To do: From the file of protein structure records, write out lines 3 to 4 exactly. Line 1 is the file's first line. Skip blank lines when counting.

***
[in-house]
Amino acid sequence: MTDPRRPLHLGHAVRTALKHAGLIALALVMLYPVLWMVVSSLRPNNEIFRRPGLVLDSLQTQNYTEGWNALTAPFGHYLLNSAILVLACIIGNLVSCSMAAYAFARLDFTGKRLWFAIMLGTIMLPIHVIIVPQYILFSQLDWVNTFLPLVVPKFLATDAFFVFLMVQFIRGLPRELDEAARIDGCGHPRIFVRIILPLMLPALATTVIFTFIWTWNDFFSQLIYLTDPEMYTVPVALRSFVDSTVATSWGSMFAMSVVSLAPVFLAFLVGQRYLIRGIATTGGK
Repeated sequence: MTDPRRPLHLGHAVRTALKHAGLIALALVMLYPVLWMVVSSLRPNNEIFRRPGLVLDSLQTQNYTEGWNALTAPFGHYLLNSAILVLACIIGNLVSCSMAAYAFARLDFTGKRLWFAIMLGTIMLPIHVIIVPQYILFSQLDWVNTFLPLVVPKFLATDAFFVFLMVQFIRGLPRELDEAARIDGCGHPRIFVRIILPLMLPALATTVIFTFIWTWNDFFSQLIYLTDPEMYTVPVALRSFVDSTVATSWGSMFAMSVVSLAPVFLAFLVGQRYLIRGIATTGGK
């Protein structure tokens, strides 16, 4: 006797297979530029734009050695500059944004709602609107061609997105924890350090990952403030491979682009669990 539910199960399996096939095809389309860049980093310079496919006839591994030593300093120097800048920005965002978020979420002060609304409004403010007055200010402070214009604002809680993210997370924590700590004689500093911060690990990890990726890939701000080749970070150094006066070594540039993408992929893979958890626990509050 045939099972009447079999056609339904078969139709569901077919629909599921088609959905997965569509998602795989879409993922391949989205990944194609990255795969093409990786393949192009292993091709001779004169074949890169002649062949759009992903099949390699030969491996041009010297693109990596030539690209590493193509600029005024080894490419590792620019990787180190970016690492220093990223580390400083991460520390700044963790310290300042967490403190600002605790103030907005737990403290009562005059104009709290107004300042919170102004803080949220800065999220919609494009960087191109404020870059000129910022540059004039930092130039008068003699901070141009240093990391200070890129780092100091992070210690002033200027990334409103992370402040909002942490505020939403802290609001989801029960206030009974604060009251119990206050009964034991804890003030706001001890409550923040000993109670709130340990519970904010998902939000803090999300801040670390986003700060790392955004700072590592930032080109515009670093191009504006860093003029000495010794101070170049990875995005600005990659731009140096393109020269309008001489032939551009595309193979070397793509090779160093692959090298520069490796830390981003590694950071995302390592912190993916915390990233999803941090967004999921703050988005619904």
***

Repeated sequence: MTDPRRPLHLGHAVRTALKHAGLIALALVMLYPVLWMVVSSLRPNNEIFRRPGLVLDSLQTQNYTEGWNALTAPFGHYLLNSAILVLACIIGNLVSCSMAAYAFARLDFTGKRLWFAIMLGTIMLPIHVIIVPQYILFSQLDWVNTFLPLVVPKFLATDAFFVFLMVQFIRGLPRELDEAARIDGCGHPRIFVRIILPLMLPALATTVIFTFIWTWNDFFSQLIYLTDPEMYTVPVALRSFVDSTVATSWGSMFAMSVVSLAPVFLAFLVGQRYLIRGIATTGGK
């Protein structure tokens, strides 16, 4: 006797297979530029734009050695500059944004709602609107061609997105924890350090990952403030491979682009669990 539910199960399996096939095809389309860049980093310079496919006839591994030593300093120097800048920005965002978020979420002060609304409004403010007055200010402070214009604002809680993210997370924590700590004689500093911060690990990890990726890939701000080749970070150094006066070594540039993408992929893979958890626990509050 045939099972009447079999056609339904078969139709569901077919629909599921088609959905997965569509998602795989879409993922391949989205990944194609990255795969093409990786393949192009292993091709001779004169074949890169002649062949759009992903099949390699030969491996041009010297693109990596030539690209590493193509600029005024080894490419590792620019990787180190970016690492220093990223580390400083991460520390700044963790310290300042967490403190600002605790103030907005737990403290009562005059104009709290107004300042919170102004803080949220800065999220919609494009960087191109404020870059000129910022540059004039930092130039008068003699901070141009240093990391200070890129780092100091992070210690002033200027990334409103992370402040909002942490505020939403802290609001989801029960206030009974604060009251119990206050009964034991804890003030706001001890409550923040000993109670709130340990519970904010998902939000803090999300801040670390986003700060790392955004700072590592930032080109515009670093191009504006860093003029000495010794101070170049990875995005600005990659731009140096393109020269309008001489032939551009595309193979070397793509090779160093692959090298520069490796830390981003590694950071995302390592912190993916915390990233999803941090967004999921703050988005619904």